This project uses a novel and comprehensive mechanistic approach to link variation in seasonal resource abundance and quality to consumer population dynamics through changes in individual diet, body composition, and reproductive effort across a diverse community of small mammals that vary in size (5–150g), dietary guild (herbivore, granivore, insectivore), reproductive strategy (income versus capital breeders), and evolutionary lineage. Our objective is to examine the functional underpinnings of how resources drive population dynamics and structure consumer communities in stochastic, resource-limited environments.


Our novel approach combines traditional metrics of population abundance (counts, density) based on mark-recapture with three newer methodologies: (1) carbon and nitrogen isotope analysis of blood plasma to quantify monthly variation in the use of C3 versus C4 components of net primary productivity (NPP) and quantify trophic level; (2) fecal metabarcoding to identify dietary components at high taxonomic resolution; and (3) field-based quantitative magnetic resonance (QMR) to noninvasively measure body condition (lean and fat mass) of live-trapped individuals over their lifetimes. These data streams allow us to generate longitudinal records of these metrics at the individual animal level.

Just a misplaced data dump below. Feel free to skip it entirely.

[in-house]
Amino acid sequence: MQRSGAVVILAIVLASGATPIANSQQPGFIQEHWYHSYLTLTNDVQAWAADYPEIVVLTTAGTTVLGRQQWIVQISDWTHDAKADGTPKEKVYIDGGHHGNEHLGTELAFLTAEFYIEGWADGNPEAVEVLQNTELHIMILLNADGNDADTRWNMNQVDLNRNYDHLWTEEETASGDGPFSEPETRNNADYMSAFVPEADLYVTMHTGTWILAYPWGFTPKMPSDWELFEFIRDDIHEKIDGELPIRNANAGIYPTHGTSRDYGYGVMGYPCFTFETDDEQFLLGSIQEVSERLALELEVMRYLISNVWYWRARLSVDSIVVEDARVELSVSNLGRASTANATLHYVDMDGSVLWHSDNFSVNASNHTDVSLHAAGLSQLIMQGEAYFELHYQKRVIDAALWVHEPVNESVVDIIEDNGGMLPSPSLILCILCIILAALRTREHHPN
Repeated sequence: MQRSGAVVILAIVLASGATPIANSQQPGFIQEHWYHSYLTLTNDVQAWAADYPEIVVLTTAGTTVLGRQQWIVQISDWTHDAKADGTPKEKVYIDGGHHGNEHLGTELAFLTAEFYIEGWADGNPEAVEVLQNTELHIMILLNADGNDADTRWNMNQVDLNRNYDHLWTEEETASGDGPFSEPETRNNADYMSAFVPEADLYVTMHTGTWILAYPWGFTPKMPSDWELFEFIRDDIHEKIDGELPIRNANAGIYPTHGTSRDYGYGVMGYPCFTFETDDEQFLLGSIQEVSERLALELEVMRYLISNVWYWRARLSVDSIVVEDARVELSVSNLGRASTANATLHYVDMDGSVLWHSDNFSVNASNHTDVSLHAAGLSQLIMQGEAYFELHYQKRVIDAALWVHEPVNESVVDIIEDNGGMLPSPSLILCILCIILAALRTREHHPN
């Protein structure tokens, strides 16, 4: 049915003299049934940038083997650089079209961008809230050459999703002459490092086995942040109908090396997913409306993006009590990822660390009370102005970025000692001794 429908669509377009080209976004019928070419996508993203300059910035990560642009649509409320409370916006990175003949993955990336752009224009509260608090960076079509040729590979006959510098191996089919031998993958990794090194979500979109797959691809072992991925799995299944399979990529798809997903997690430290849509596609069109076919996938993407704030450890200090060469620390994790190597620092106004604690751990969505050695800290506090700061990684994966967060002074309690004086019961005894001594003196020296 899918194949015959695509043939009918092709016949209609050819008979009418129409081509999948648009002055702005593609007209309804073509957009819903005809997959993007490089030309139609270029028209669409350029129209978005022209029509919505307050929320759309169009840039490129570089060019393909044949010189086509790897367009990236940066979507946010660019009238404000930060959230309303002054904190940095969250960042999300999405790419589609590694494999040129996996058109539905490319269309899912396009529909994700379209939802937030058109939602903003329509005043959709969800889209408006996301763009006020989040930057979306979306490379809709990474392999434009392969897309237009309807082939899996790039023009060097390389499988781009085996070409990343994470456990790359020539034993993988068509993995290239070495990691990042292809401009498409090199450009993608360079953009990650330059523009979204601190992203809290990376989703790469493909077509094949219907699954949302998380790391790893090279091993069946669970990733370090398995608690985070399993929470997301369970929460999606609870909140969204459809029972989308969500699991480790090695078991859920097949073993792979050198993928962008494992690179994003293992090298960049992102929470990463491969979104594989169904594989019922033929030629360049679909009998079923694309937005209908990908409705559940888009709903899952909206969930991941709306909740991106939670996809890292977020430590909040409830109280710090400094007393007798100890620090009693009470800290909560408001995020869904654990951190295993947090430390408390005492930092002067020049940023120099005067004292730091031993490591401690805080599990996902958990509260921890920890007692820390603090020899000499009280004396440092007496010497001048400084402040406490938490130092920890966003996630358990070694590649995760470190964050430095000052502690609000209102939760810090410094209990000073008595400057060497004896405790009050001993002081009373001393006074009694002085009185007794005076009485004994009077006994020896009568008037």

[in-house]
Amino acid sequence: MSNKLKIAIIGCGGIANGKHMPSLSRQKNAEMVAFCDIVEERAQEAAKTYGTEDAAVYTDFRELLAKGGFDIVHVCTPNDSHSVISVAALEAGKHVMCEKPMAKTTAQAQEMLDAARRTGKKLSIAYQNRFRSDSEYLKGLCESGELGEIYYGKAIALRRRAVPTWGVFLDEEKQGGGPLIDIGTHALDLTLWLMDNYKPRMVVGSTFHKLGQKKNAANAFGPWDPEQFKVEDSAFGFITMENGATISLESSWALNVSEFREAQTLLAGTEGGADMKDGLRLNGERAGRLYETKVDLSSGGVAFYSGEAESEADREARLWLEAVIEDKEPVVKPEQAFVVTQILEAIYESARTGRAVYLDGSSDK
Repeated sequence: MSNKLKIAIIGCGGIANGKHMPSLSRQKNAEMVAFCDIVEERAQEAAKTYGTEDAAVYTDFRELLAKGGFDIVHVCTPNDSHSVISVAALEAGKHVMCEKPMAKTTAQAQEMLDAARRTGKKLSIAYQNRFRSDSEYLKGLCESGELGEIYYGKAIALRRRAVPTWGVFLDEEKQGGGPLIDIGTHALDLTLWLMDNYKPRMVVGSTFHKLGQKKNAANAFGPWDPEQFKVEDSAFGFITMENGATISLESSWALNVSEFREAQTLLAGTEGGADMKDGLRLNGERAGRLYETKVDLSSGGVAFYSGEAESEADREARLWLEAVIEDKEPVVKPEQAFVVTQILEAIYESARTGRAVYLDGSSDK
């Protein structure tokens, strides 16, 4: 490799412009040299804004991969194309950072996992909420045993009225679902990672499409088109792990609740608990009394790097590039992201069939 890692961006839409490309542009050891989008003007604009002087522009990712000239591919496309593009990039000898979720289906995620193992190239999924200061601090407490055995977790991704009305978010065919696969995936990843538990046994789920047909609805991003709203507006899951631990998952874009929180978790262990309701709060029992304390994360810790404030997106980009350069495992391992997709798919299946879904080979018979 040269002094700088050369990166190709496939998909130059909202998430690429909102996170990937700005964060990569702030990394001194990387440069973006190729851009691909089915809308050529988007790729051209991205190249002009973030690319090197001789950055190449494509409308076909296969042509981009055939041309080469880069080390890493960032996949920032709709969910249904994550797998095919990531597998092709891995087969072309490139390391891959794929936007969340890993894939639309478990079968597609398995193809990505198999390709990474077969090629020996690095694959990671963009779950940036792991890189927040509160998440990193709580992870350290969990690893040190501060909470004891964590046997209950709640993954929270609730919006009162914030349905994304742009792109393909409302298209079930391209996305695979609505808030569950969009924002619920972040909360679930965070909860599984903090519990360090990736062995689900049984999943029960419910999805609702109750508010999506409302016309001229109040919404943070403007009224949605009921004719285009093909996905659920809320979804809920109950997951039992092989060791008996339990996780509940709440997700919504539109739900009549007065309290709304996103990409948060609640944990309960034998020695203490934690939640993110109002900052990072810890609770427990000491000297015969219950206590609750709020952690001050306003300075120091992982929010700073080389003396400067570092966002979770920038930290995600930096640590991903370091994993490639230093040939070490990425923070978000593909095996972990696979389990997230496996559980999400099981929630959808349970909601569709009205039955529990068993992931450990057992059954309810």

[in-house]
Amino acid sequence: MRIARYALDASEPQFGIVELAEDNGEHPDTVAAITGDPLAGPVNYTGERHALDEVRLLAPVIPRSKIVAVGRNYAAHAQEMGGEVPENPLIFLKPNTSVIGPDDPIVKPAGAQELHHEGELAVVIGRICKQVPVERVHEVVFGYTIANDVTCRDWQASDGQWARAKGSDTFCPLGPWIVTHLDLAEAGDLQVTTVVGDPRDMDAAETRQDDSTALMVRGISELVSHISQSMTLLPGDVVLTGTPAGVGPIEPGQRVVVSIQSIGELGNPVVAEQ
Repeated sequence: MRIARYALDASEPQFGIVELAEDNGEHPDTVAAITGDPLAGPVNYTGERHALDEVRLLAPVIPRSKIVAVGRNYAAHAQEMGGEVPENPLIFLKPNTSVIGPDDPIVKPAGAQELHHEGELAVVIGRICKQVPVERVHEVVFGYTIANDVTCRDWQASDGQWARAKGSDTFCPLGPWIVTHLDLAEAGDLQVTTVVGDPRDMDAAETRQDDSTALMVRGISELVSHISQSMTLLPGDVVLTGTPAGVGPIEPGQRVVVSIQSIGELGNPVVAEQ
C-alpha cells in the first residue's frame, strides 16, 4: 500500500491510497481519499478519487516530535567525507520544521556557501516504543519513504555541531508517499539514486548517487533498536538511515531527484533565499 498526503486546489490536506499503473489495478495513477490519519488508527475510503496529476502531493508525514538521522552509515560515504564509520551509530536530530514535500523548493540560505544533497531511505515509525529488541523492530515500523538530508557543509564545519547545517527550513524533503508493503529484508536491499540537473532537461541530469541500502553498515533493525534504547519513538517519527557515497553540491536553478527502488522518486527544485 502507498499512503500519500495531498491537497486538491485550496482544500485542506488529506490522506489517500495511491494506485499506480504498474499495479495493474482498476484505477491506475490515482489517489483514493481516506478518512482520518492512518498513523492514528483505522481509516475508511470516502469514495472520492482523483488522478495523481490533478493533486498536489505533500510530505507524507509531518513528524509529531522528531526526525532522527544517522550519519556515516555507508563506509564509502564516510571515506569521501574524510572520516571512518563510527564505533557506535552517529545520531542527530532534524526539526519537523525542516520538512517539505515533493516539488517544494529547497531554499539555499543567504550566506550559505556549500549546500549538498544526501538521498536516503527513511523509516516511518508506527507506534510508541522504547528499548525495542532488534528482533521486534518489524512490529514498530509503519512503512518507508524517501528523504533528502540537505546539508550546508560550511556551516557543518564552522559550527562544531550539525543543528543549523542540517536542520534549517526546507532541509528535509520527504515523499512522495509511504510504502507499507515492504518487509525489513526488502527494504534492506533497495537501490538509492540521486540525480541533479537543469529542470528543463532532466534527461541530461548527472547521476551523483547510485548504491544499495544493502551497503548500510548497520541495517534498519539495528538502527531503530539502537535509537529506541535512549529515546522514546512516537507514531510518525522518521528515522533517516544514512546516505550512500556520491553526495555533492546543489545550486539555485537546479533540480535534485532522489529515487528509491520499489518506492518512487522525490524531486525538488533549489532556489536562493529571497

Our trapping design consists of 3-night bouts per month from March to October. Traps are set in two webs (145 Sherman traps/web) located at the ecotone between Chihuahuan Desert black grama grassland and Chihuahuan Desert creosotebush shrubland, located on either side of McKenzie South Road on the Sevilleta National Wildlife Refuge.

Desert small mammal populations under observation.


Each month, we collect data on animal body mass, body condition with a portable QMR instrumentation, blood plasma and hair tissue for stable isotope analysis, and fecal samples for DNA metabarcoding. Since 2018, we have also monitored vegetation (see: Core Monitoring Plants: Plant Biomass Quadrats) in the mixed grassland-shrubland habitat, where we capture small mammals for analysis of relationships between mammal populations and plant communities.

Supporting Documents:

Noble, J.D., Collins, S.L., Hallmark, A.J., Maldonado, K., Wolf, B.O., Newsome, S.D. (2019) Foraging strategies of individual silky pocket mice over a boom-bust population cycle in a highly stochastic arid ecosystem. Oecologia. https://doi.org/10.1007/s00442-019-04432-x

Manlick, P.J., Maldonado, K., Newsome, S.D. (In Review) Competition drives individual diet specialization and reduced survival in desert rodents. Journal of Animal Ecology.